In the language of the Federal Rules of Evidence, an expert is one who possesses "scientific, technical, or other specialized knowledge [that] will assist the trier of fact to understand the evidence or to determine a fact in issue."' When the jury is sorting through evidence and conflicting party claims on disputed issues, such persons are potentially useful sources of information. At the same time, attorneys' widespread use of expert witnesses has troublesome aspects. To the chagrin of some, expert witnesses have come to dominate civil trials, particularly those involving technical issues where large amounts of money are at risk. The Sabia case is just such a case. As would be expected, experts dominate the litigation. This portion of the symposium will discuss the role of experts and their interaction with the attorneys who hire them, as well as the attorneys who prepare to cross-examine them.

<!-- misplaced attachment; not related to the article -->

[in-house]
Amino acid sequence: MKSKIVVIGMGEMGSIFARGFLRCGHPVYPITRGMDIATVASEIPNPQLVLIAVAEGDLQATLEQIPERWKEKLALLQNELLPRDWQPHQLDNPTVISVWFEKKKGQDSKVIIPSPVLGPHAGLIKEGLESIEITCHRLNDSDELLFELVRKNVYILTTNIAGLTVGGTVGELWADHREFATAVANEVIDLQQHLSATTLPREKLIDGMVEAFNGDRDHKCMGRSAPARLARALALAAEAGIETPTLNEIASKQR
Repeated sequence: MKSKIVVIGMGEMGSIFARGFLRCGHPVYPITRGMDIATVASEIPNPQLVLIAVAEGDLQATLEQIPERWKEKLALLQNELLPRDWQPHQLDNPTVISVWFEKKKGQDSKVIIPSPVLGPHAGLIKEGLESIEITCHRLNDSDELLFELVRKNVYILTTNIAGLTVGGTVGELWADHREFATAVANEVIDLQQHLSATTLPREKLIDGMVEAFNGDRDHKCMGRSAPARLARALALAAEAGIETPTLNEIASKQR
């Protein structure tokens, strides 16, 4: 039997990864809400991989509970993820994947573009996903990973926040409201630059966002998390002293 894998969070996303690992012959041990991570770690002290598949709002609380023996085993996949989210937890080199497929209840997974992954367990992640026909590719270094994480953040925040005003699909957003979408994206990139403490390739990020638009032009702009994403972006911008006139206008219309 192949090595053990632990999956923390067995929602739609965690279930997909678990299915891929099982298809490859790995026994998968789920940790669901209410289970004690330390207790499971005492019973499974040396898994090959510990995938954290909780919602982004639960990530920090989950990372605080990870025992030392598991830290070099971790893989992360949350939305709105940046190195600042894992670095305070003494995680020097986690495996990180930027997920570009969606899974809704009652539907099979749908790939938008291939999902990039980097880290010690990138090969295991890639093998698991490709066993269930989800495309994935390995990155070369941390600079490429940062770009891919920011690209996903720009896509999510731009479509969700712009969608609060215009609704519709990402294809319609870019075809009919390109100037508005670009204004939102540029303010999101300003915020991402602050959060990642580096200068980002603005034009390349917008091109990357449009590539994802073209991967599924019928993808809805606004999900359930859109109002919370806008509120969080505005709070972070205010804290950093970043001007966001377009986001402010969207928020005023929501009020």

Stephen D. Easton,
Damages: Expert Witnesses,
2004 J. Disp. Resol.
Available at: https://scholarship.law.missouri.edu/jdr/vol2004/iss1/7